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Design Thinking in Technical Communication: Solving Problems through Making and Collaboration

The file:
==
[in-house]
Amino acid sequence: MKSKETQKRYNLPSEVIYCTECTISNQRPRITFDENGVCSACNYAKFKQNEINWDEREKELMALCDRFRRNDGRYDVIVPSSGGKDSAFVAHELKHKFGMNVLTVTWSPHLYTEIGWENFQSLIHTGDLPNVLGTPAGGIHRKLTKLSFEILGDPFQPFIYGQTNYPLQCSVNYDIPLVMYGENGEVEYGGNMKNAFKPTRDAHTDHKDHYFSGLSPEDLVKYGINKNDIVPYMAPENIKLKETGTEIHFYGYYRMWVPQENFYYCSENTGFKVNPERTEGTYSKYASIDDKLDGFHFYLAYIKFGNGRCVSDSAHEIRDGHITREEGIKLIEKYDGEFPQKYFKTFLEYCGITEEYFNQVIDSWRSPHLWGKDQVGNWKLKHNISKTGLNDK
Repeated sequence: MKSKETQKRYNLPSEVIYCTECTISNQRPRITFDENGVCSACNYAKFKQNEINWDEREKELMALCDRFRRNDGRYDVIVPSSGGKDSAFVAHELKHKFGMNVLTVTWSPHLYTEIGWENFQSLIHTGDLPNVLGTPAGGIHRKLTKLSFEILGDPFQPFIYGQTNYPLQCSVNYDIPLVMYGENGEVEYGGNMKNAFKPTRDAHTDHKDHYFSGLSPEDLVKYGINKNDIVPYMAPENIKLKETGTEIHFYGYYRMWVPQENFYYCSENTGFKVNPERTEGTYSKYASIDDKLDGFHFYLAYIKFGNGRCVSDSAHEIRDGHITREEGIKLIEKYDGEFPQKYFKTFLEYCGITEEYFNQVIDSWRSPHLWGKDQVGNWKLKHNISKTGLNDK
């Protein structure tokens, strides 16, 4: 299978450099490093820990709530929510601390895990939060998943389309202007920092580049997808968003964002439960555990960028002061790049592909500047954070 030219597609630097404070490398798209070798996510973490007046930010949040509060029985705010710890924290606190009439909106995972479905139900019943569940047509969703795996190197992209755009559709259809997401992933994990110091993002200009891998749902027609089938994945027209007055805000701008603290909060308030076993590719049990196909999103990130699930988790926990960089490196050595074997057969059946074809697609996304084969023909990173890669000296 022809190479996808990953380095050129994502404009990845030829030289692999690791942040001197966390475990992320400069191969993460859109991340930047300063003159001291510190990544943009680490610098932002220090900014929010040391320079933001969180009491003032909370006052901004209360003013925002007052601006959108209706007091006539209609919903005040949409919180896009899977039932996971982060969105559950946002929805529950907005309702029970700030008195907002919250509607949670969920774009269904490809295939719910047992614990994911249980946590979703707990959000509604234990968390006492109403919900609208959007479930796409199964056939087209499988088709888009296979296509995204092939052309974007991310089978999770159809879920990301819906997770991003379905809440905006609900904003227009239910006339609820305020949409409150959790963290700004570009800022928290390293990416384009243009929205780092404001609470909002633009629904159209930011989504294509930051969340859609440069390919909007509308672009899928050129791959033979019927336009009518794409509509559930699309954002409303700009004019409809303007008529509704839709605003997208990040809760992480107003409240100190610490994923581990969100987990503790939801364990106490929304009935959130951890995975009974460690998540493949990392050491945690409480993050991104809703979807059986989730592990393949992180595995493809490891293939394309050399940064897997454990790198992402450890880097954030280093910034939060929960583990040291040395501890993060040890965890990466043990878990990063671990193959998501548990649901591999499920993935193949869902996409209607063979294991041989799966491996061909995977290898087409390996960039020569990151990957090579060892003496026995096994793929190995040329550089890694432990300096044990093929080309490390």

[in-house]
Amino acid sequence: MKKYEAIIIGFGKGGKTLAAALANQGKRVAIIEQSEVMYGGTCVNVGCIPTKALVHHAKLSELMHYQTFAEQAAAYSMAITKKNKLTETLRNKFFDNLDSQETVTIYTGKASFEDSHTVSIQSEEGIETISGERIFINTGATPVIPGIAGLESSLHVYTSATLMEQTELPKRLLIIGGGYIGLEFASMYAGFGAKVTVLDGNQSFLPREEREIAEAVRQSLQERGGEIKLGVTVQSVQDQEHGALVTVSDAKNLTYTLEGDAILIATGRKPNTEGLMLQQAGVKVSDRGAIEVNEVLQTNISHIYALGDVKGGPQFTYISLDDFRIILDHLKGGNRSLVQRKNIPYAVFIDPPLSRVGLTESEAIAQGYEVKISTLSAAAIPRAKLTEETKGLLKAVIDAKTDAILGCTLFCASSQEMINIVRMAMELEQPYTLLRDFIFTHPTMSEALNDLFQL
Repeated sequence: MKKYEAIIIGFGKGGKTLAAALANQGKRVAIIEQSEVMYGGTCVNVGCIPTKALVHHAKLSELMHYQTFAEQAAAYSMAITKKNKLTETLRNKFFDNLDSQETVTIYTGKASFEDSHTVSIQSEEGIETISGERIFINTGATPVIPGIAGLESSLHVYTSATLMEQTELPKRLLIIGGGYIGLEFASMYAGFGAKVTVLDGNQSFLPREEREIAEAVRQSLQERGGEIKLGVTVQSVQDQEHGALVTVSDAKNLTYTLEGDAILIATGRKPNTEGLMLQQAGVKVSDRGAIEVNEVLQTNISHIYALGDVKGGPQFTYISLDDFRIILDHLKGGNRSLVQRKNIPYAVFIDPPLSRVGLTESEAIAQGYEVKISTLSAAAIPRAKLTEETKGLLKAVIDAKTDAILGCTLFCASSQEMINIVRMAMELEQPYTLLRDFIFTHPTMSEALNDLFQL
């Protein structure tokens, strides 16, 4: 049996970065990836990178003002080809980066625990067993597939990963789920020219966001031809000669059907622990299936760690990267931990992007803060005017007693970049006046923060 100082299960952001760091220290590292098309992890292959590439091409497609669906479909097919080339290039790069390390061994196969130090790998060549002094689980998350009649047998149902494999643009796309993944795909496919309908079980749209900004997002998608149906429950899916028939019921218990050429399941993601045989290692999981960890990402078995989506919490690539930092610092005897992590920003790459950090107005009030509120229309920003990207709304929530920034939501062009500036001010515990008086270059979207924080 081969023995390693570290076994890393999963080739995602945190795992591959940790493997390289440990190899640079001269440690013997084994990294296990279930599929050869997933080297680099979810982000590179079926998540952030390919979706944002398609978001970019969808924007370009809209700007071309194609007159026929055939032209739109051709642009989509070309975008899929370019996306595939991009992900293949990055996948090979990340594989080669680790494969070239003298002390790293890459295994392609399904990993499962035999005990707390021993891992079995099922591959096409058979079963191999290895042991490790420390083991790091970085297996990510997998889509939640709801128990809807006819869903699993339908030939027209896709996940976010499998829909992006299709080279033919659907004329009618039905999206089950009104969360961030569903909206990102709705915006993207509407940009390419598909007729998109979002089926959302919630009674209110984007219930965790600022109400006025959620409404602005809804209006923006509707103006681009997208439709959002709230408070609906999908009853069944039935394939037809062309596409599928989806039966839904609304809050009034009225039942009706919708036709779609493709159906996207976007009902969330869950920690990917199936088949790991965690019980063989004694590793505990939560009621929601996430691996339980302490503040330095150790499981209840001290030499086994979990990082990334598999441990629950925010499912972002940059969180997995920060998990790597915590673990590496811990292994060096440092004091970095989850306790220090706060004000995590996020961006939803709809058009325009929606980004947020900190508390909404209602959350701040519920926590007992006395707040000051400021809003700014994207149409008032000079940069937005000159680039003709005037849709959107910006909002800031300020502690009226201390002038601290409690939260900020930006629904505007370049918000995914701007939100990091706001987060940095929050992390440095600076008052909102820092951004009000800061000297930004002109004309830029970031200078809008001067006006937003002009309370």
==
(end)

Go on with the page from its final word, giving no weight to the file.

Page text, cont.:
Introducing Design Thinking (and Making) for Technical CommunicationThe Design (Thinking) TurnWhere Did Design Thinking Come From? A Brief Historical SketchThe Design Thinking Mindset and MethodologyUser- and Human-Centered DesignBut Why Making?Addressing Wicked Problems in Technical Communication PedagogyWhat Can Design Thinking and Making Offer Technical Communication Pedagogy?A Note on MethodsSummary and TakeawaysLearning Activity: A Design Thinking OrientationNotesReferencesThe Maker Movement and Its Influences on Technical Communication and Higher Learning: A Look at Three MakerspacesThe Materiality of Technical Communication and Its PedagogyThe Maker Movement: An Industrialist LegacyMaking in Academic Settings: A Study of Three MakerspacesThe Anderson Student Innovation Labs at University of Minnesota—Twin Cities (UMN)The Anderson Labs SetupAccess to Anderson LabsMaker Experience at Anderson LabsThe Invention Studio at Georgia Institute of TechnologyThe Invention Studio SetupWorkflow and Processes at Invention StudioMaker Experience at Invention StudioThe Sears Think[box] at Case Western Reserve UniversityThe Thinkfbox] SetupThe Thinkfbox] WorkflowMaker Experience at Think[box]Comparing Three MakerspacesMaking as Design Thinking: Opportunities for Technical CommunicationSummary and TakeawaysLearning Activity: Transforming a Classroom Into a MakerspaceNoteReferencesSocial Innovation: Designing Humane Technical CommunicationTechnical Communication as ChangemakingA Call to AdvocacyWhere the Rubber Hits the Road: Social Innovation ExamplesExample 1: Project EMAR—Participatory DesignExample 2: inControl—Rapid PrototypingExample 3: Google Glass—Why We Must Begin With EmpathyImplications of Social Innovation for Technical CommunicationViews From the IndustrySocial Innovation in ITSocial Innovation in Medical DesignSocial Innovation in Technical DocumentationSocial Innovation in Academic UX ServicesA Call to Leadership: Social Innovations In and Out of the ClassroomUser Advocacy Methods Through Design ThinkingJournalistic Questioning: Asking What, How, and WhyPhotovoiceEmpathy MappingJourney MappingBodystormingSummary and TakeawaysLearning Activity: Facilitate a Community WorkshopNotesReferencesMaking and Design Thinking as Pedagogical Strategies for Social AdvocacyMaking in Technical Communication PedagogyA Rationale for Making and Design ThinkingDesigning Design Thinking in Technical Communication PedagogyData pointsCultivating EmpathyDefining Project ParametersIdeating TogetherPrototyping Testable SolutionsAdvocating for ChangeStudent ProjectsStudent ResponsesPedagogical ExercisesContextual InquiryPoint-of-View (POV) StatementRadical ImaginationRapid PrototypingSummary and TakeawaysLearning Activity: A(nother) Design ChallengeReferencesCultivating Radical Collaboration in Technical CommunicationCollaboration in Technical CommunicationDesign Thinking Attributes and CollaborationA Case of Radical CollaborationCollaborative Autoethnographic MethodologyResultsInvitationSharingCollaborationRadical ImaginationSuspensionExposureSupporting a Culture of Radical CollaborationDesigning Collaborative Project Workflow With Radical Collaboration TenetsSummary and TakeawaysLearning Activity: Considering Dilemmas in Radical CollaborationReferencesThink. Do. Make a DifferenceDesign Thinking as Productive DisruptionMaking as a Disruptive CultureToward Productive Disruption in Technical CommunicationSummary and Future DirectionsLearning Activity: Make, Disrupt, Innovate a Pedagogy of AdvocacyNoteReferencesAppendix A: Radical Collaboration Survey QuestionnaireAppendix B: Design Thinking Methods and ExercisesAppendix C: Annotated Bibliography

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